Use of physiological parameters as fast tools to screen for drought tolerance in sugarcane Academic Article uri icon


  • Drought is one of the major limitations to plant productivity worldwide. Identifying suitable screening tools and quantifiable traits would facilitate the crop improvement process for drought tolerance. In the present study, we evaluated the ability of four relatively physiological parameters (variable-to-maximum chlorophyll a fluorescence ratio, F v/F m; estimated leaf chlorophyll content via SPAD index; leaf temperature, LT; and, leaf relative water content, RWC) to distinguish between drought tolerant and susceptible sugarcane genotypes subjected to a 90-d drought cycle. Eight field-grown genotypes were studied. By 45 d after the onset of treatments, the F v/F m, SPAD index and RWC of drought-stressed plants had declined significantly in all genotypes compared to values at the onset of well-watered treatments. However, the reductions were more severe in leaves of susceptible genotypes. Under drought stress, the tolerant genotypes as a group, maintained higher F v/F m (8%), SPAD index (15%), and RWC (16%) than susceptible genotypes. In general, LT of drought-stressed plants was higher (~4C) than that of well-watered plants but the relative increase was greater among drought susceptible genotypes. Under drought stress, LT of tolerant genotypes was on average 2.2C lower than that of susceptible genotypes. The results are consistent with the tolerant-susceptible classification of these genotypes and indicate that these tools can be reliable in screening for drought tolerance, with F v/F m, SPAD index and LT having the added advantage of being nondestructive and easily and quickly assessed.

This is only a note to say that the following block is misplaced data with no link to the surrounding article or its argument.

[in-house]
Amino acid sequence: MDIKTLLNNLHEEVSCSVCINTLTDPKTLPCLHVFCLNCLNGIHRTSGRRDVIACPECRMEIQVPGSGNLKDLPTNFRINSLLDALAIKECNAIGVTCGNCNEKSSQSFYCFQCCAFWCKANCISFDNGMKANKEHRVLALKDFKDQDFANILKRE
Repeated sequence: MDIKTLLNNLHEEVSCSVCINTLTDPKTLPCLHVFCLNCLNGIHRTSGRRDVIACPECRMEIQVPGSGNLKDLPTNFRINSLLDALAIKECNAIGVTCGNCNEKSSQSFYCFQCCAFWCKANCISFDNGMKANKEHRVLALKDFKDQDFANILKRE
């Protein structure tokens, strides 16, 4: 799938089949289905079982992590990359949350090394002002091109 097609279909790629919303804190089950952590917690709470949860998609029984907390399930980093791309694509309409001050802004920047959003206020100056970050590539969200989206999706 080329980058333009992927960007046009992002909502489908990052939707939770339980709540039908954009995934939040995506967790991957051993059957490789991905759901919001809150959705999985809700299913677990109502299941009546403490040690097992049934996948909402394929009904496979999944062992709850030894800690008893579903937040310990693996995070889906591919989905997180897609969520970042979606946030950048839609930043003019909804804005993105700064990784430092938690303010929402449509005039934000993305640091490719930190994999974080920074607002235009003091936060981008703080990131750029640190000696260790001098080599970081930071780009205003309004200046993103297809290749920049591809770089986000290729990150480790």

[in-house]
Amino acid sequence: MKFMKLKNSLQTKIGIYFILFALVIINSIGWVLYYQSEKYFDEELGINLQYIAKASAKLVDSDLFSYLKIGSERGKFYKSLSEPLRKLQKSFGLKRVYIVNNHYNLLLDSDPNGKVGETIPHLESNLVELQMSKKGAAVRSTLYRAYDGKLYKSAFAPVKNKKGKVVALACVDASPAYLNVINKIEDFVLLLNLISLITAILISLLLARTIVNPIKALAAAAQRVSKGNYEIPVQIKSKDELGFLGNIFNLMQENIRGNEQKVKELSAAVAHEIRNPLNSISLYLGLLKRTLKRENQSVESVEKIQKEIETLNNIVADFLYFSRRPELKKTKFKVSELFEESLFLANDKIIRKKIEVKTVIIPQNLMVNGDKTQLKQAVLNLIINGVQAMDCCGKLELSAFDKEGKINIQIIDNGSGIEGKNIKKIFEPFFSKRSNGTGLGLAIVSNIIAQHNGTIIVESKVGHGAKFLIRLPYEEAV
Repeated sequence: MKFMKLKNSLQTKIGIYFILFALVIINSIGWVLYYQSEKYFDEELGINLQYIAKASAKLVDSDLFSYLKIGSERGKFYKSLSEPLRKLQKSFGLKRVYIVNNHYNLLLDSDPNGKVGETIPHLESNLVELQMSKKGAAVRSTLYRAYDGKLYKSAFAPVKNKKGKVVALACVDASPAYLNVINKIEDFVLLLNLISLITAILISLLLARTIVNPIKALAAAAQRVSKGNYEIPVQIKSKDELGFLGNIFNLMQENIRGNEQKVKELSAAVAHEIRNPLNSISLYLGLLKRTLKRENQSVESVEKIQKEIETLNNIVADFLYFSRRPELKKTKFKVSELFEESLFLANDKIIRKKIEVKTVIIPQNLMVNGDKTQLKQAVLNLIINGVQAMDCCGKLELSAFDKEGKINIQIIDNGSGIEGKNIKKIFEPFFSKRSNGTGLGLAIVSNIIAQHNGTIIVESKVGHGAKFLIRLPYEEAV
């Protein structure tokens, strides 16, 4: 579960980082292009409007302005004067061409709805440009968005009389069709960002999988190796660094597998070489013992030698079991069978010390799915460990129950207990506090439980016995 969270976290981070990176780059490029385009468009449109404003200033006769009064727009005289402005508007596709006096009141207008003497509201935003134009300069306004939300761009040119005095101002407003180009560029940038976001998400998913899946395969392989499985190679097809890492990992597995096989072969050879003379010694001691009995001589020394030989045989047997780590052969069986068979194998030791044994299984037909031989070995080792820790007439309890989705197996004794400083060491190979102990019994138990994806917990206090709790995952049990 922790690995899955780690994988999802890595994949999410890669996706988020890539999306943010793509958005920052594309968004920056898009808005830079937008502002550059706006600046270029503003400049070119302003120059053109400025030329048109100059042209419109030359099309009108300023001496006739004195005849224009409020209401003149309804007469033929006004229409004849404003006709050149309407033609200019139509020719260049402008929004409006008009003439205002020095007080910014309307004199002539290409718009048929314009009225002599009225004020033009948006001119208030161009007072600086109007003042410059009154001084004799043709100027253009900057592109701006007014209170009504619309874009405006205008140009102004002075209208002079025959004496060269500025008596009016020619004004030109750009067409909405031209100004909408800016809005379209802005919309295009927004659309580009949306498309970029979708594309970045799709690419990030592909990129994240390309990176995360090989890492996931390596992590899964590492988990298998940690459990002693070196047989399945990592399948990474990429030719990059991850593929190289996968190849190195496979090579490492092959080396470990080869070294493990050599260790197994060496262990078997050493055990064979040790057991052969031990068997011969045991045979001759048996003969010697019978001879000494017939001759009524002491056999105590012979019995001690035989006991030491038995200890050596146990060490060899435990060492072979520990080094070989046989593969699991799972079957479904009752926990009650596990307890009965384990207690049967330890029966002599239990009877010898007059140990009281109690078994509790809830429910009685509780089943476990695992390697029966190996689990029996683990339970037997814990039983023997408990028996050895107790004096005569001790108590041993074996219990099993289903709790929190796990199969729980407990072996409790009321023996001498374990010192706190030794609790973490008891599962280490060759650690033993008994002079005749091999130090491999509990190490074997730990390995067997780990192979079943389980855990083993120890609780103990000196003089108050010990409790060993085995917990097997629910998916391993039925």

published proceedings

  • Brazilian Journal of Plant Physiology

author list (cited authors)

  • de A. Silva, M., Jifon, J. L., da Silva, J., & Sharma, V.

citation count

  • 178

complete list of authors

  • de A. Silva, Marcelo||Jifon, John L||da Silva, Jorge AG||Sharma, Vivek

publication date

  • September 2007